One exception to that trend is the University of Pittsburgh Medical Center, which, in a quest for transparency, claims to be the first not-for-profit healthcare organization in the nation to become compliant with Sarbanes-Oxley, yet maintains a board of 57 members. Sarbanes-Oxley is silent on the subject of board size, and 12-hospital UPMC is compliant with the law in all respects, including an audit committee made up of completely independent members, says Michele Jegasothy, UPMCs corporate secretary and assistant counsel. The board size is a reflection of the relatively young system that grew up in the late 1980s and 1990s, a system that grew up by acquisition, Jegasothy says. So we acquired a lot along the way, and in each case the hospitals negotiated rights to sit on the parent board. We thought that was a great way for the parent to have a link to the communities where those particular hospitals are. Board members at UPMC do not receive compensation.
Jegasothy says that she doesnt expect the board to grow. Periodically, the system conducts an in-depth analysis. The board is one connection to the community, and that, I think, is the driving factor for not changing the board size at this point, she says. We look at the issue periodically, and I expect it will come up again soon. I can only say we will cross that bridge when we come to it.
Sarbanes-Oxley has not been the only driver of good governance practices because many not-for-profit healthcare organizations were already going down that road long before the legislation took effect, says Luanne Armstrong, vice president of governance for Texas Health Resources in Arlington. The health system took some small, insignificant steps to become Sarbanes-Oxley-compliant, but the system for many years has had a board of independent directors with separate audit and finance committees, a key tenet of Sarbanes-Oxley, she says. The parent company board has 18 voting members with a variety of skills and expertise. They are not compensated.
Armstrong, who oversees 24 boards at Texas Health Resources, including its 12 hospitals, says her position itself is a reflection of a growing trend. She says she knows of half a dozen vice presidents like herself and more at the director level. The board evolution nationwide may accelerate: Many people, including Armstrong, believe that Sarbanes-Oxley-like legislation targeted at not-for-profits is coming on a national basis, she says. States also are considering regulating not-for-profits as well. I think Sarbanes-Oxley is becoming an old story but its not the whole context because there is ever-increasing scrutiny and state legislation, Armstrong says.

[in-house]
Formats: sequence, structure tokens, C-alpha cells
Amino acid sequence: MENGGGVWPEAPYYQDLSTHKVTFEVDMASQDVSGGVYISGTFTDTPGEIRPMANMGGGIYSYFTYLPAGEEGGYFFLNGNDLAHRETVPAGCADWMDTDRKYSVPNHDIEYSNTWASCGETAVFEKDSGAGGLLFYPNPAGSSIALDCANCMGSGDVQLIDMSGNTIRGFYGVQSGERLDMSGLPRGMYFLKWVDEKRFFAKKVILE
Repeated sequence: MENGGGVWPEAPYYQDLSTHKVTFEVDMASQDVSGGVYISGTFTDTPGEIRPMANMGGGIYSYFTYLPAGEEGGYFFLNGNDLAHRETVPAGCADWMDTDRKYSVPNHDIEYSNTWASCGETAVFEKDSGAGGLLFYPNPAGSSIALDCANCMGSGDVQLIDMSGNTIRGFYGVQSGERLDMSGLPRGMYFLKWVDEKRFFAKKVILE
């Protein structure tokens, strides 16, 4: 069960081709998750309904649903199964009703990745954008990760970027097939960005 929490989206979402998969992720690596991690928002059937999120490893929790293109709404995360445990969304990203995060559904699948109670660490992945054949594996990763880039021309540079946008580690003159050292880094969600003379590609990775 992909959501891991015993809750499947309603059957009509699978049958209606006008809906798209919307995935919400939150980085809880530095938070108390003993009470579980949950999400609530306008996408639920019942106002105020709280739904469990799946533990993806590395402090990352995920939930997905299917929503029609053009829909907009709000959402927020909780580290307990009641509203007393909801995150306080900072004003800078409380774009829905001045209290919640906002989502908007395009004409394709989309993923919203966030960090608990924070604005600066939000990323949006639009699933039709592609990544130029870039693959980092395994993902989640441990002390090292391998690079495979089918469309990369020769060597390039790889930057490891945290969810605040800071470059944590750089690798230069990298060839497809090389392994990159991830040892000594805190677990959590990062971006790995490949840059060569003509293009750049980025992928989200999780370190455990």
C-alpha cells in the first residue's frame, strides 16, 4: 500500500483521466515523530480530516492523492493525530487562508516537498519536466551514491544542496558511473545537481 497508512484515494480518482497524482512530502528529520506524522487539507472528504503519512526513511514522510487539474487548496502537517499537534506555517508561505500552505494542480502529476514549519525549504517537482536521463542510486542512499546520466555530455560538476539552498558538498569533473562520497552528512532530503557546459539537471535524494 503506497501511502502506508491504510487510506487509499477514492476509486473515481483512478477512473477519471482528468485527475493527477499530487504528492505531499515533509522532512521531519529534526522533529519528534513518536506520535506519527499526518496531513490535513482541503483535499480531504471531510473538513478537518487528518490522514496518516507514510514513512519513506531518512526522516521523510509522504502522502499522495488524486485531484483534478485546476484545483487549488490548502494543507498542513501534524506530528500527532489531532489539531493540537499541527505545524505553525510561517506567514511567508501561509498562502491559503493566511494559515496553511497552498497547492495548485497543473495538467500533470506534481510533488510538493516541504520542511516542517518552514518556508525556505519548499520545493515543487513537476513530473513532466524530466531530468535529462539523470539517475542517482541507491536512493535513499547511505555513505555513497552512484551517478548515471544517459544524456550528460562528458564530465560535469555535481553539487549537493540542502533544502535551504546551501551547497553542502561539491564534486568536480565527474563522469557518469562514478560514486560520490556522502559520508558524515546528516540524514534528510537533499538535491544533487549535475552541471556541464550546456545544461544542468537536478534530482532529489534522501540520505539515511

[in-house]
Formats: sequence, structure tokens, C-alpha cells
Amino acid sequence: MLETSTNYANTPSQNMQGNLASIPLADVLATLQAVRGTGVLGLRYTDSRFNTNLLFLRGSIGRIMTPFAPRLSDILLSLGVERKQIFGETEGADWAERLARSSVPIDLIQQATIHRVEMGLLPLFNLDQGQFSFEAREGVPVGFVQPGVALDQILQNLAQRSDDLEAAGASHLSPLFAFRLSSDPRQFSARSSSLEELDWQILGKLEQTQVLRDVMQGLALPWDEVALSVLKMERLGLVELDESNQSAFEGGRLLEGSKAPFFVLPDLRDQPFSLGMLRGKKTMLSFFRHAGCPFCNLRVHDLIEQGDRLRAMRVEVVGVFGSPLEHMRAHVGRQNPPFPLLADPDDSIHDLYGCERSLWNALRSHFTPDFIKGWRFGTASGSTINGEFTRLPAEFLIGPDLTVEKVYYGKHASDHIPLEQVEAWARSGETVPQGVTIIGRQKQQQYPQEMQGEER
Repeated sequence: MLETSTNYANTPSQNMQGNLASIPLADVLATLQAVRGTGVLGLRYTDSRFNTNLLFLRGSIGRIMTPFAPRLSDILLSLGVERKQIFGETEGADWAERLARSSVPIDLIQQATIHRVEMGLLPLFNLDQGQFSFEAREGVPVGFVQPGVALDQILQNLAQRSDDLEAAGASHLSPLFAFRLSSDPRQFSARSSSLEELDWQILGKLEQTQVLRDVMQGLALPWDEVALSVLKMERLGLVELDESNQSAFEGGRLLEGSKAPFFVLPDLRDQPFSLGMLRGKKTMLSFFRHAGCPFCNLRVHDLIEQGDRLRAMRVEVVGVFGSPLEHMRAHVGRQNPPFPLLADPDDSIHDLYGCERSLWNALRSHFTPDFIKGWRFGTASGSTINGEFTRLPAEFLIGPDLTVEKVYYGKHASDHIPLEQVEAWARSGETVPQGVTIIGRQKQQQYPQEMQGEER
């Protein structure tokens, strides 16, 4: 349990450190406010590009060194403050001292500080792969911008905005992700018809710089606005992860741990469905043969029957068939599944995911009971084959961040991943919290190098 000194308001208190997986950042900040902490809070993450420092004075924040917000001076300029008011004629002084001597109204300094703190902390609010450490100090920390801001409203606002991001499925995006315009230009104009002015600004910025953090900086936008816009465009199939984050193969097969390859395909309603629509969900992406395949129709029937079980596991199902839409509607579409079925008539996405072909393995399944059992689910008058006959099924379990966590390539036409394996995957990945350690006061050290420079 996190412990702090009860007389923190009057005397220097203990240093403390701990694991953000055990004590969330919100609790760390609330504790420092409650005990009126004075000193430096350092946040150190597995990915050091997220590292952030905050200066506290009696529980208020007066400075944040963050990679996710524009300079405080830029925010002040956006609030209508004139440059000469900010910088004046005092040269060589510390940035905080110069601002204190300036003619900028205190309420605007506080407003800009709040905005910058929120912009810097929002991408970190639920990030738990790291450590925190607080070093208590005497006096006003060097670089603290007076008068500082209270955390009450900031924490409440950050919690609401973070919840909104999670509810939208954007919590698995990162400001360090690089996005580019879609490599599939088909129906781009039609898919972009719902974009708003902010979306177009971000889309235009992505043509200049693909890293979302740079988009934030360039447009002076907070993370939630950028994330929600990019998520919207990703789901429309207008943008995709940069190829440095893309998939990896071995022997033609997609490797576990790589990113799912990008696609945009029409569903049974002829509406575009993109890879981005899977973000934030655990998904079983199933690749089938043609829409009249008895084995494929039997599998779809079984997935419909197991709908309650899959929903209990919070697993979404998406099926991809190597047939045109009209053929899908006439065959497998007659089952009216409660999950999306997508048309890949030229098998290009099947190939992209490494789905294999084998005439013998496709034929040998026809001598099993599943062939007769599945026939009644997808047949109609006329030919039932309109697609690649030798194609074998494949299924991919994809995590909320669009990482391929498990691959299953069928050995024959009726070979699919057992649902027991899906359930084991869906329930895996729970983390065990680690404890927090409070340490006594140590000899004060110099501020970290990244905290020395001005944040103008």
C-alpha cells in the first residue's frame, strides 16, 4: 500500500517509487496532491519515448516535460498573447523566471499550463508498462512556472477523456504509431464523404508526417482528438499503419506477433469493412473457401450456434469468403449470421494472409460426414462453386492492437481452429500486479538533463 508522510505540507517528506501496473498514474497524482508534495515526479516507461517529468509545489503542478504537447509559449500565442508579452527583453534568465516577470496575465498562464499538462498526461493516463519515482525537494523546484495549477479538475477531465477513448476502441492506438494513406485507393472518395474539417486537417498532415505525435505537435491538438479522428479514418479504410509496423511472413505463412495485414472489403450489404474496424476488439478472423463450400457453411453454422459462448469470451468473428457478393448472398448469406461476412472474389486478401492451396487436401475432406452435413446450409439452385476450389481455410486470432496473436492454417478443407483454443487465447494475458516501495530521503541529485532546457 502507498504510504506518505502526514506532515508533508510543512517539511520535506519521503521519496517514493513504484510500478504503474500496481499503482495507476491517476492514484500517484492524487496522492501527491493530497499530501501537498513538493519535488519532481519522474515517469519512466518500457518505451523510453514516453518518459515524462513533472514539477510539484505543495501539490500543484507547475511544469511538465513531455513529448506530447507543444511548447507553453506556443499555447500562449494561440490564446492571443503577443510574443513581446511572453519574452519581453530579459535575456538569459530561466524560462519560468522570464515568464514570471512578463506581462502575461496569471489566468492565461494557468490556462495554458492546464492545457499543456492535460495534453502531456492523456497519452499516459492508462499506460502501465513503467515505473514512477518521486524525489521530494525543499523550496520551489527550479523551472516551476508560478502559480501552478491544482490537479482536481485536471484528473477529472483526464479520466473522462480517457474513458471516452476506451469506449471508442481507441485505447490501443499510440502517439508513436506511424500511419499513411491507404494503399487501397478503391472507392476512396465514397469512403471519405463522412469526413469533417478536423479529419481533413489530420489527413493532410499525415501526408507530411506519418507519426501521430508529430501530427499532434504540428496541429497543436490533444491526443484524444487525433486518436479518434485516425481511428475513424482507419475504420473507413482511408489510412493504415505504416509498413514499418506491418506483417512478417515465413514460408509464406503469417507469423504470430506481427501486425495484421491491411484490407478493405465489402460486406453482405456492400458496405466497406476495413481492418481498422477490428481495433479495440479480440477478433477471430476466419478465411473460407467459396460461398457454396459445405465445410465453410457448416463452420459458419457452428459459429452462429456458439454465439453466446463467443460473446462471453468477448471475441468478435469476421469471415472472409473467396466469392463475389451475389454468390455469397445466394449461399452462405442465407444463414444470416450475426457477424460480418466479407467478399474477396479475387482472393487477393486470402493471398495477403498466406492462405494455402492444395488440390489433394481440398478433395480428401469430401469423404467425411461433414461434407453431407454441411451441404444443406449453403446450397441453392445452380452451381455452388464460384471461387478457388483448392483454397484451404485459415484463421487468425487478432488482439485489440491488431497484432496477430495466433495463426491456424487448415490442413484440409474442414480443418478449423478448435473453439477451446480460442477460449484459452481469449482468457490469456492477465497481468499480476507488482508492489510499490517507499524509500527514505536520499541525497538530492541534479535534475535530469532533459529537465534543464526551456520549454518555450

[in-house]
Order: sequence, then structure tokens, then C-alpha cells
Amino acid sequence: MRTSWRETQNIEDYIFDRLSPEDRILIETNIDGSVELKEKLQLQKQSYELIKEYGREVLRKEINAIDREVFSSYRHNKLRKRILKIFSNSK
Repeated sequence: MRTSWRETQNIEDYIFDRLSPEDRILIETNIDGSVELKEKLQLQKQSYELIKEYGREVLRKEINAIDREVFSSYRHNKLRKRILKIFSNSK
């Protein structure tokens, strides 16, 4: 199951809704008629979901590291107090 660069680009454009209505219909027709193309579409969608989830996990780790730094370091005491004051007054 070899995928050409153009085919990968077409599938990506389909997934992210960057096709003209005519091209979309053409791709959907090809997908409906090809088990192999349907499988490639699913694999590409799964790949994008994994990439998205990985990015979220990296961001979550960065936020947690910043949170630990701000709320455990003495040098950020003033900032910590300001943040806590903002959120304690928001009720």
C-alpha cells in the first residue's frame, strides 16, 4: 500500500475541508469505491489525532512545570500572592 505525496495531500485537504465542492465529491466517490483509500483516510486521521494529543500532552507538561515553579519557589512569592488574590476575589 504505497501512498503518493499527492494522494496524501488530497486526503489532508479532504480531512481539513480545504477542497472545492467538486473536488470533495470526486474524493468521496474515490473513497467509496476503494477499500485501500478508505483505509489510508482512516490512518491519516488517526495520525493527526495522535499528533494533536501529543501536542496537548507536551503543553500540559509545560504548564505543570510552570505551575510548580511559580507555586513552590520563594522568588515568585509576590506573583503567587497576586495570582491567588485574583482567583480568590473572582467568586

Similarly, transparency, not Sarbanes-Oxley, was the driver behind a more-corporate board at Catholic Health East in Newtown Square, Pa., says Robert Stanek, its president and CEO. The multistate system, which includes 23 hospitals, was also encouraged by its religious sponsors. Beginning in 2000, the system worked to develop a competency-based board, veering away from the historic not-for-profit boards in which there are typically four bankers, three accountants and three lawyers, Stanek says. We said we needed experts in ethics, community services, philanthropy, finance and continuing care.
The 19 board members are all independent, except for Stanek, who sits on the board in an ex-officio capacity. Only the chairman is compensated a relatively minor amount, which Stanek wouldnt disclose. The system board meets quarterly while the executive board meets monthly. One member of the system board, Larry OConnell, an ethicist, travels from California for meetings, Stanek says.
Besides everything else driving the push toward transparency, Stanek notes that good governance affects systems bond ratings. John Wells, a senior director at Fitch Ratings, says not-for-profit boards are becoming increasingly more accountable. In rating hospitals, Fitch believes financial performance is a direct product of hospitals governance and management, he says. The rating agency assesses a boards commitment to an organizations mission and whether it can clearly articulate its strategy as those boards will make decisions that promote the long-term viability of their organization, carefully balancing benefits against risks in furtherance of its mission, Wells writes in an e-mail.
The Internal Revenue Service also is prodding not-for-profit boards to become more corporate just as Sarbanes-Oxley has pushed boards at publicly traded companies, Orlikoff says. Under IRS rules, no more than 49% of a not-for-profits board can be insiders or people who do business with the organization, he says.
Alexander, the health management professor, says the expectations for not-for-profit hospital boards are piling up and creating a dilemma for their members. There is, I think, an interesting paradox going on where executive management is playing a more central role in boards
even as boards apply greater scrutiny and oversight to management, he says.
I think it is largely a function of the fact that hospital boards are still dependent on management for interpretation and participation. I think independence only goes so far, and I think it is largely a function of the fact that a board of a not-for-profit hospital has to be cognizant of everything that goes on in a complex organization like a hospital. Where the contradiction comes in is on the one hand the board is still dependent on management for information they receive and a lot of interpretation. Its still a work in progress, I guess.